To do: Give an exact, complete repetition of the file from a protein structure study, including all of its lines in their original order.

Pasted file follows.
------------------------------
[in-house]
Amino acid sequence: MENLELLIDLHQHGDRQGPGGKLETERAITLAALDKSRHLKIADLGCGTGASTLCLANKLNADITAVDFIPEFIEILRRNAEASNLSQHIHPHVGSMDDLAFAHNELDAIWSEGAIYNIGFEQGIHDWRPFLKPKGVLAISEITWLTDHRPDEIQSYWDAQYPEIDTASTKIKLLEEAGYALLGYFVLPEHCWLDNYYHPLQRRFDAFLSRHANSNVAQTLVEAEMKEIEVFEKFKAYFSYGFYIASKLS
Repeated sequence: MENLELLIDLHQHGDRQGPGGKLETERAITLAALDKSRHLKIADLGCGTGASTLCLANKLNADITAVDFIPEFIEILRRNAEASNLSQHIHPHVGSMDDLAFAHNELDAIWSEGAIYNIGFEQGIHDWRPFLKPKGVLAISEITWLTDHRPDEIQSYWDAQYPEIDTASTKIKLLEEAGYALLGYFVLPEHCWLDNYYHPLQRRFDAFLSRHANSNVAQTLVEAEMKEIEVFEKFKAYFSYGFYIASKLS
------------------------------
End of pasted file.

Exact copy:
[in-house]
Amino acid sequence: MENLELLIDLHQHGDRQGPGGKLETERAITLAALDKSRHLKIADLGCGTGASTLCLANKLNADITAVDFIPEFIEILRRNAEASNLSQHIHPHVGSMDDLAFAHNELDAIWSEGAIYNIGFEQGIHDWRPFLKPKGVLAISEITWLTDHRPDEIQSYWDAQYPEIDTASTKIKLLEEAGYALLGYFVLPEHCWLDNYYHPLQRRFDAFLSRHANSNVAQTLVEAEMKEIEVFEKFKAYFSYGFYIASKLS
Repeated sequence: MENLELLIDLHQHGDRQGPGGKLETERAITLAALDKSRHLKIADLGCGTGASTLCLANKLNADITAVDFIPEFIEILRRNAEASNLSQHIHPHVGSMDDLAFAHNELDAIWSEGAIYNIGFEQGIHDWRPFLKPKGVLAISEITWLTDHRPDEIQSYWDAQYPEIDTASTKIKLLEEAGYALLGYFVLPEHCWLDNYYHPLQRRFDAFLSRHANSNVAQTLVEAEMKEIEVFEKFKAYFSYGFYIASKLS